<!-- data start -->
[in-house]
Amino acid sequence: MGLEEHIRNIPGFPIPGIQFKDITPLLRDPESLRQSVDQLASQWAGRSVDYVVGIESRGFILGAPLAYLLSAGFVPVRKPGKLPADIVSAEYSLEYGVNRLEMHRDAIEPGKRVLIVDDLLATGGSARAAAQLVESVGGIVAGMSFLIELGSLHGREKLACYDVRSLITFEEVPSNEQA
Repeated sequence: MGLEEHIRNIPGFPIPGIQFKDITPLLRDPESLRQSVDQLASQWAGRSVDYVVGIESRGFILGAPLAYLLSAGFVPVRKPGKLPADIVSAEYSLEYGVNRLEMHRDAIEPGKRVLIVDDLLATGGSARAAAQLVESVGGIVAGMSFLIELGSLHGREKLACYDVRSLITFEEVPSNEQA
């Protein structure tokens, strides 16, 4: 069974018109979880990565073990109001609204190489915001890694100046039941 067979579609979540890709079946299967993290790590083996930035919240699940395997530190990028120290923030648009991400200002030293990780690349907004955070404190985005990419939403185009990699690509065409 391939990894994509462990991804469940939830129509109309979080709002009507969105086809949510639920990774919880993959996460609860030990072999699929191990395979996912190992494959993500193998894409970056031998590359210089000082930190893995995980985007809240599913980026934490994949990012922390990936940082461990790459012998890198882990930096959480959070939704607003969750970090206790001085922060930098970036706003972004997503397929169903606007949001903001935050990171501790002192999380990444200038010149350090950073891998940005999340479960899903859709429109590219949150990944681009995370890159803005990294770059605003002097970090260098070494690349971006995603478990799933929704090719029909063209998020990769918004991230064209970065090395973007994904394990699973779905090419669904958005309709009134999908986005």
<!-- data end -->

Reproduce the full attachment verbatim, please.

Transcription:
[in-house]
Amino acid sequence: MGLEEHIRNIPGFPIPGIQFKDITPLLRDPESLRQSVDQLASQWAGRSVDYVVGIESRGFILGAPLAYLLSAGFVPVRKPGKLPADIVSAEYSLEYGVNRLEMHRDAIEPGKRVLIVDDLLATGGSARAAAQLVESVGGIVAGMSFLIELGSLHGREKLACYDVRSLITFEEVPSNEQA
Repeated sequence: MGLEEHIRNIPGFPIPGIQFKDITPLLRDPESLRQSVDQLASQWAGRSVDYVVGIESRGFILGAPLAYLLSAGFVPVRKPGKLPADIVSAEYSLEYGVNRLEMHRDAIEPGKRVLIVDDLLATGGSARAAAQLVESVGGIVAGMSFLIELGSLHGREKLACYDVRSLITFEEVPSNEQA
């Protein structure tokens, strides 16, 4: 069974018109979880990565073990109001609204190489915001890694100046039941 067979579609979540890709079946299967993290790590083996930035919240699940395997530190990028120290923030648009991400200002030293990780690349907004955070404190985005990419939403185009990699690509065409 391939990894994509462990991804469940939830129509109309979080709002009507969105086809949510639920990774919880993959996460609860030990072999699929191990395979996912190992494959993500193998894409970056031998590359210089000082930190893995995980985007809240599913980026934490994949990012922390990936940082461990790459012998890198882990930096959480959070939704607003969750970090206790001085922060930098970036706003972004997503397929169903606007949001903001935050990171501790002192999380990444200038010149350090950073891998940005999340479960899903859709429109590219949150990944681009995370890159803005990294770059605003002097970090260098070494690349971006995603478990799933929704090719029909063209998020990769918004991230064209970065090395973007994904394990699973779905090419669904958005309709009134999908986005």